Unsuccessful attempts to amend the Canadian Constitution

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Since the Constitution of Canada was patriated, in 1982, only ten minor Amendments to the Constitution of Canada have been passed. There have, however, been a number of unsuccessful attempts to amend the Constitution in accordance with its amending formula.

Property Rights Amendment, 1983[edit]

On April 18, 1983, Prime Minister Pierre Trudeau expressed support for entrenching property rights in the Constitution, but only if debate were limited to a single day. The debate became engulfed in partisan tactics and eleven days later the Progressive Conservative Opposition introduced a motion of non-confidence in the House of Commons of Canada that sought to entrench the right to the "enjoyment of property" in the Constitution. Trudeau's government was not prepared to support its own defeat by backing such a motion. In any case, its passing would dissolve the House and prevent the Senate from considering the proposed amendment. On May 2, 1983, the motion was defeated, with 88 votes in favour and 126 opposed.[1]

Powers of the Senate Amendment, 1984[edit]

In 1984, following the election of a Progressive Conservative majority in the House of Commons and the appointment of Brian Mulroney as Prime Minister, the Senate of Canada came under increased scrutiny. Under the Constitution of Canada, senators are appointed by the Governor General on the advice of the Prime Minister, and during his time in office Mulroney's predecessor, Pierre Trudeau, had arranged the appointment of a large number of Senators, giving the Liberals a majority in the upper house. There was a fear that the Senate would block Mulroney's legislation, so an attempt to amend the Constitution was made to limit the powers of the Senate. Under the proposed amendment the Senate would have a suspensive veto of 30 days on money bills and 45 days on all other bills. The proposed amendment secured the support of the majority of the provincial governments, though it was opposed by Quebec and Manitoba. The amendment was introduced into the House of Commons on June 7, 1985, but 19 days later the government of Ontario changed hands, and the new Liberal Premier, David Peterson, refused to support the amendment. Without Ontario's support the amendment could not meet the requirement for support from provinces containing more than 50 percent of the population, so the amendment died.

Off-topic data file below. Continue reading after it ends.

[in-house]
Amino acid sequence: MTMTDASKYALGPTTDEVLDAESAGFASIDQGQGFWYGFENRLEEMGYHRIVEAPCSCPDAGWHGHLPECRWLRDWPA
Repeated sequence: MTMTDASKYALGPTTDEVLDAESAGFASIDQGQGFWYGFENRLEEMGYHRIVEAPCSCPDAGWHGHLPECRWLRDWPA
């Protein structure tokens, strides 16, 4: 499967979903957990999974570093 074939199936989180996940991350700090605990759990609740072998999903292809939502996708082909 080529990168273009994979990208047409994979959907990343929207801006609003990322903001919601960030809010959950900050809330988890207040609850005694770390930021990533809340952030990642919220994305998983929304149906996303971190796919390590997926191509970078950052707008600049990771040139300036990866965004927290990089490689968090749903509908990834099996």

Rights of the Unborn Amendment, 1986–1987[edit]

A private member's motion calling for an amendment that would enshrine rights for fetuses in the Charter of Rights and Freedoms, and thus limit the legality of abortion, was introduced in the House of Commons on November 21, 1986 by Gus Mitges, the Progressive Conservative Member of Parliament for Grey—Simcoe.

The motion called on the government to consider the advisability of amending Section 7 of the Charter to include a reference to human fetuses and the unborn, and called on the Governor General to issue a proclamation amending Section 7. The passing of the motion would not have resulted in an amendment to Section 7, as the Constitution's amending formula requires the approval of the House of Commons, the Senate and two-thirds or more of the provincial legislative assemblies representing at least 50 percent of the national population.[2]

The debate and vote on the motion occurred on June 2, 1987. Doug Lewis, as Parliamentary secretary to Erik Nielsen (the then Deputy Prime Minister and President of the Privy Council), spoke on behalf of the government, stating that the motion was not "the proper way" to initiate a constitutional amendment, and that the government felt it "inappropriate" to amend laws dealing with therapeutic abortions at that time. Lewis did add that the debate on the motion provided "an important airing of views". After a number of other members spoke on both sides of the issue, the motion failed on a vote of 62 to 89.[3]

Meech Lake Accord, 1987–1990[edit]

The Meech Lake Accord was a complex package of proposed amendments designed to address a number of concerns about the Canadian Constitution. Among other things, it proposed granting Quebec "distinct status" within the Canadian federation, and changing the amending formula of the Constitution by requiring unanimous consent of all the provinces for a greater number of amendments. The accord ultimately failed when the Manitoba legislature and the government of Newfoundland refused to assent to it.

Charlottetown Accord, 1990–1992[edit]

Like the Meech Lake Accord, the Charlottetown Accord was a package of proposed amendments designed to address a number of concerns about the Constitution, many of which were similar to those included in Meech Lake. It was unanimously decided that a national referendum would be held on the Charlottetown Accord, but the referendum failed.

Preamble to the Charter, 1999[edit]

In 1999, a New Democratic Party MP, Svend Robinson, proposed in the House of Commons that the reference to God be struck from the preamble to the Canadian Charter of Rights and Freedoms, citing concerns about Canada's diversity and those Canadians who did not believe in God. Robinson was supported by a thousand constituents who had signed a petition, but the proposal was controversial and the party responded by undermining Robinson's responsibilities and his position in the caucus. The proposal went no further.

References[edit]

  1. ^ http://dsp-psd.pwgsc.gc.ca/Collection-R/LoPBdP/BP/bp268-e.htm
  2. ^ "Part V - Procedure for Amending Constitution of Canada, Constitution Act, 1982". Department of Justice, Canada. Retrieved 8 February 2013.
  3. ^ "House of Commons Debates, 33rd Parliament, 2nd Session : Vol. 6". Library of Parliament. Retrieved 18 July 2017.

See also[edit]